Microgrids are much smaller scale than utility grids and, as a result, include components that are accordingly scaled down.
Here are the main components of a microgrid.
Electricity generation resources within microgrids
The beating heart of a microgrid consists of a set of electricity generation resources. Typical generation resources found in microgrids include diesel and/or natural gas generators, solar arrays and wind turbines.
The most basic microgrids are usually built around one or more diesel generators. When natural gas is available, gas generators are also among the options available. Older island microgrids, for example, are based on a small power plant consisting of a few diesel engines coupled to alternators. Generators are the default choice to power a microgrid because they can cover a wide range of loads and they can be used as backup power. They start quickly, are responsive to changes in load and can operate on a variety of fuels.
Fuel cell technology is emerging as a valid option to provide on-demand power for microgrids. Fuel cells can run on natural gas, hydrogen and other less common fuels. Although their cost remains too high to be widely used, hydrogen fuel cells are seen as a potential source of small-scale CO2-free electricity.
Intermittent energy resources within microgrids
The cost of solar panels has become so low that, in some regions, their installation on homes and businesses is a no-brainer. University campuses, industrial facilities and others equipped with a microgrid can install solar arrays in large numbers, thus achieving significant savings on their energy bills. In fact, many build a microgrid specifically to better integrate and take advantage of their solar resources.
Energy storage within microgrids
Many homeowners sometimes choose to supplement their home photovoltaic installation with a battery pack. Likewise, many microgrid owners incorporate battery energy storage in their system. With the price of lithium-ion batteries at an all-time low, the benefits of adding an energy storage resource often justify the additional cost.
For example, battery energy storage systems provide a service known as “time-shifting.” Time-shifting batteries collect extra electricity from an oversized solar system during the day and then discharge the battery after the sun has set to meet overnight load demands. Similarly, batteries can be discharged at times when the solar array output does not match the load requirements such as during short periods of peak demand. This allows the owner to maximize the use of intermittent resources.
Another benefit of battery systems is their ability to instantly respond to changes in electricity demand on the microgrid. Having a battery serve as standby capacity is often much more cost-effective than idling an extra generator 24/7 in case demand increases unexpectedly. Think of energy storage as the fat on the microgrid where energy is stored.
Load management within microgrids
Some microgrid owners have the option to actively manage electricity demand in the same way that they manage electricity generation.
By default, when a large electric machine starts up somewhere on the microgrid, the generators supplying the microgrid need to quickly ramp up to meet the additional demand. Microgrids that actively manage demand have another option. They can decrease demand somewhere else on the microgrid by, for example, switching off a building’s air conditioning temporarily. The result is that demand and generation are again balanced without increasing generation.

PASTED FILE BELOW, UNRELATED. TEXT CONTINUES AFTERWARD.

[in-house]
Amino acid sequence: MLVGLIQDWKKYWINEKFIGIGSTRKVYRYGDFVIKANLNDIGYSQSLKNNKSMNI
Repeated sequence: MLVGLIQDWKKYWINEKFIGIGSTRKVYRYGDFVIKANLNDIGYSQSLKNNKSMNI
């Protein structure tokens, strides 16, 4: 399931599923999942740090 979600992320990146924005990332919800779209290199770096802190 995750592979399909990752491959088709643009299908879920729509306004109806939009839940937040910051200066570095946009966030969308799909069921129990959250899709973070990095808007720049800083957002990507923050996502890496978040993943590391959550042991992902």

Control and communications within microgrids
Microgrids need a brain and a nervous system to operate safely and effectively, thus they require sophisticated microgrid control systems.
Wide-area utility grids serve millions of consumers and have a considerable amount of inertia, limiting the potential for fast, uncontrolled changes. Microgrids, in contrast, include fewer loads and resources and are more sensitive to variations in load and generation. Starting up several large electrical machines without the assurance that an equivalent amount of generation is available is a sure way to crash the microgrid.
A microgrid’s control system typically includes multiple controllers and sensors distributed over its territory. A supervisory control and data acquisition (SCADA) system is also required to collect data and distribute instructions.
If the SCADA system is the nervous system of the microgrid, then the energy management software is the brain and that software can be highly sophisticated. Artificial Intelligence and machine-learning features allow modern energy management software to better anticipate load from the consumers on the microgrid and generation from renewable assets to optimize the system to run in the most cost-effective way. Maximizing the use of renewable resources, minimizing fossil fuel costs and maintaining the reliability of the equipment and the microgrid, all while dispatching the load, is taken care of by the energy management software within the parameters specified by the owner of the microgrid.
Switchgears, inverters and other equipment
Finally, microgrids include other critical components such as electrical cables, circuit breakers, transformers and more. These components are the bones, muscles and blood vessels of a microgrid. They connect generation resources to consumers and allow the microgrid’s control system to effect changes to the state of the microgrid.
Automatic transfer switches, for instance, isolate different generation assets to ensure that, for example, the alternating current (AC) inverter associated with a solar array does not feed electricity to a diesel generator. Inverters convert the direct current power supplied by batteries or solar panels to AC power that is adequately synchronized to other AC resources on the microgrid.
To learn more about our microgrid solutions, visit https://www.cummins.com/generators/microgrids.